3. Whipped Cream, 30% fat
If you have made the switch from sugary lattes to keto coffee (or are in the process of doing so), you are probably experiencing some problems or withdrawal symptoms from sugar.
One way to make a keto-safe and sugar-free latte is to use whipped cream in your coffee.
Simply whip some whipped cream until stiff (you can also add a little vanilla extract and carbohydrate-free sweetener), then add a tablespoon to your coffee and drink your homemade keto latte.
Whipped cream can also be used in spicy recipes, such as a keto breakfast casserole with bacon, egg and cheese, or in keto dessert recipes to add an extra layer.
The next few dairy products also have the same creamy quality…
4. Fermented Yogurt, Greek Yogurt, and Kefir
If you think of fermentation, you probably associate this process with a lot of sugar. After all, sugar is what feeds the bacteria or the yeast.
And since sugar is not keto friendly, you may think that fermented foods are taboo. This is only partially true.
Yogurt and other sour milk products are based on lactic acid fermentation. When food is fermented, the microorganisms of bacteria or yeasts feed on the sugary carbohydrates.
This helps to eliminate the bad bacteria while leaving the good ones intact (probiotic benefits).
So while a large amount of sugar can be used to produce a fermented food, most of it has already been consumed by the bacteria.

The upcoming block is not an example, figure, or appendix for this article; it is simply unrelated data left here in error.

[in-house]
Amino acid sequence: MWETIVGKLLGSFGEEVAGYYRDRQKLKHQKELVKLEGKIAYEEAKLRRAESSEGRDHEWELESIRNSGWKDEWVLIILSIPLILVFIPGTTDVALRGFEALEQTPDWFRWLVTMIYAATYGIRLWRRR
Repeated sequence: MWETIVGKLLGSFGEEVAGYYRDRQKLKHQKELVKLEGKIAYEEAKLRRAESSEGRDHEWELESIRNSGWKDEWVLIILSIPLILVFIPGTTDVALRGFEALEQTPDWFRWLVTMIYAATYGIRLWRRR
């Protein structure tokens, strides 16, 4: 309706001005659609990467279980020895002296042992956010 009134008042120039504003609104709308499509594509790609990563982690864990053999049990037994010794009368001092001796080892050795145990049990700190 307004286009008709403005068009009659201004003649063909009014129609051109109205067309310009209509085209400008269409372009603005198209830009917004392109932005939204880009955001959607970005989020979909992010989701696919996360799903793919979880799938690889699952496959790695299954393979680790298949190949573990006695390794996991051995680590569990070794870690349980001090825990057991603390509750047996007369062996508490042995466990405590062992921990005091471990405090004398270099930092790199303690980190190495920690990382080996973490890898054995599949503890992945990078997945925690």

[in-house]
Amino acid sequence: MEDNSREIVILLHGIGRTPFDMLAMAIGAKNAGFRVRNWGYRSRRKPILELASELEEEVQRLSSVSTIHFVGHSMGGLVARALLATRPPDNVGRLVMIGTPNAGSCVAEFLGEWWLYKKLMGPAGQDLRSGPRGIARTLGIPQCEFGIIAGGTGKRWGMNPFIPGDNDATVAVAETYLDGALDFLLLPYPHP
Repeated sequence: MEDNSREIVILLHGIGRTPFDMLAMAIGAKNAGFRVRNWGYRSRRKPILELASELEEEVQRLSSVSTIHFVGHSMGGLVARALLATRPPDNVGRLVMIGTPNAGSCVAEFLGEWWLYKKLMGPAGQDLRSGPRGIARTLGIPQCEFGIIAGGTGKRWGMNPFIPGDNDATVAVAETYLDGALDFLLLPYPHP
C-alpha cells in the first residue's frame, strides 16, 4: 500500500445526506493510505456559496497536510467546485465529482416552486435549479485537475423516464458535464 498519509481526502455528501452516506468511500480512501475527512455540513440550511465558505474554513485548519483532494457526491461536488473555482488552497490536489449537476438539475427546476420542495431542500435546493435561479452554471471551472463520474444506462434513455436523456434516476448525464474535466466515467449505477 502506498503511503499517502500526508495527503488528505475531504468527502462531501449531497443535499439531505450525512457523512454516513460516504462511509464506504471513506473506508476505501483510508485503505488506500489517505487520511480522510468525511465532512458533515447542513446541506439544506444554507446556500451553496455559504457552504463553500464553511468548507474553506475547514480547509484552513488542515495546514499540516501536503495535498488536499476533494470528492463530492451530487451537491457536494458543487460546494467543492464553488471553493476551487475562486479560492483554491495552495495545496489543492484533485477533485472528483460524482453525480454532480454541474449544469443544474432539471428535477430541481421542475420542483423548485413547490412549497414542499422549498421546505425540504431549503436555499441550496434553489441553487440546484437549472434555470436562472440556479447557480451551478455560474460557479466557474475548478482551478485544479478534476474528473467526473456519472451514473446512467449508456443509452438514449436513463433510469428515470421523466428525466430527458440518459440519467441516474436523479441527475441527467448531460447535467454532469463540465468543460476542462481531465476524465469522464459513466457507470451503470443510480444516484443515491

In some cases, such as an unaromatic kombucha, less than 3g of carbohydrates and 1g of sugar remain per serving, making it an ideal option for a ketogenic diet.
However, this has one major caveat.
Care should be taken with most yogurts and fermented drinks such as kombucha and kefir. Many varieties on the market are fortified with unnecessary added sugar, making it more difficult to find a good ketogenic option. You must always pay attention to the list of ingredients and check the carbohydrate and sugar content in the nutritional information.
Pay attention to natural, full-fat yogurt, and kefir (without fruit pieces!).
Whenever it is a “low-fat” product where the fat is removed, such as 1% or 2% varieties, you can bet that added sugar will take its place.
And exactly the same applies to natural, full-fat Greek yogurt. There are good Greek yogurts that do not have too much sugar per portion and contain 18g of protein and 10g of fat. This can be quite a challenge if your grocery store has a very limited selection, but our next keto-suitable milk option is quite common…
5. Sour Cream
Sour cream tastes similar to Greek yogurt, but full-fat sour cream has almost no carbohydrates, so it is actually a much better option.
Sour cream is made by fermenting normal cream with certain types of lactic acid bacteria.